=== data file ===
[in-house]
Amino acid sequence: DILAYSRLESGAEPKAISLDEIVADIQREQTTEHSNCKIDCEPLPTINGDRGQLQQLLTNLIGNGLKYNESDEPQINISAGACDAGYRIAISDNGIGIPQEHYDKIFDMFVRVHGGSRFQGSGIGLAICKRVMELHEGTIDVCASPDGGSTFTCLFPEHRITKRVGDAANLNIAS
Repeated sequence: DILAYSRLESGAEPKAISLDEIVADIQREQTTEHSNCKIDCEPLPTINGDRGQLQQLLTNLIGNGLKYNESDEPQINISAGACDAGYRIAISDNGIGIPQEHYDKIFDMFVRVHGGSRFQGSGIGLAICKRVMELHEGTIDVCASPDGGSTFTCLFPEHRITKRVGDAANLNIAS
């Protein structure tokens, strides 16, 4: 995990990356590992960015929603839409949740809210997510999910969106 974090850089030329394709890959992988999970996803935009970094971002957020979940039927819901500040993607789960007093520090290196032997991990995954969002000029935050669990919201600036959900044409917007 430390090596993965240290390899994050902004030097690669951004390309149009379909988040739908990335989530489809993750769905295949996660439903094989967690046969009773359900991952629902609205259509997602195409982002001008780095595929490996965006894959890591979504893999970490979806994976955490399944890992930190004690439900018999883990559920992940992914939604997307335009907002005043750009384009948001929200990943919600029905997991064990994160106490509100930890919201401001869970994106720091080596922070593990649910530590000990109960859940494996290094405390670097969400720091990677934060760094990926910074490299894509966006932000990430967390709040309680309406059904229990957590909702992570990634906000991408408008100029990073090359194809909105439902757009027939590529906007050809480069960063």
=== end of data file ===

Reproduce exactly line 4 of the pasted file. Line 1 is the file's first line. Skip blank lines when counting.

């Protein structure tokens, strides 16, 4: 995990990356590992960015929603839409949740809210997510999910969106 974090850089030329394709890959992988999970996803935009970094971002957020979940039927819901500040993607789960007093520090290196032997991990995954969002000029935050669990919201600036959900044409917007 430390090596993965240290390899994050902004030097690669951004390309149009379909988040739908990335989530489809993750769905295949996660439903094989967690046969009773359900991952629902609205259509997602195409982002001008780095595929490996965006894959890591979504893999970490979806994976955490399944890992930190004690439900018999883990559920992940992914939604997307335009907002005043750009384009948001929200990943919600029905997991064990994160106490509100930890919201401001869970994106720091080596922070593990649910530590000990109960859940494996290094405390670097969400720091990677934060760094990926910074490299894509966006932000990430967390709040309680309406059904229990957590909702992570990634906000991408408008100029990073090359194809909105439902757009027939590529906007050809480069960063």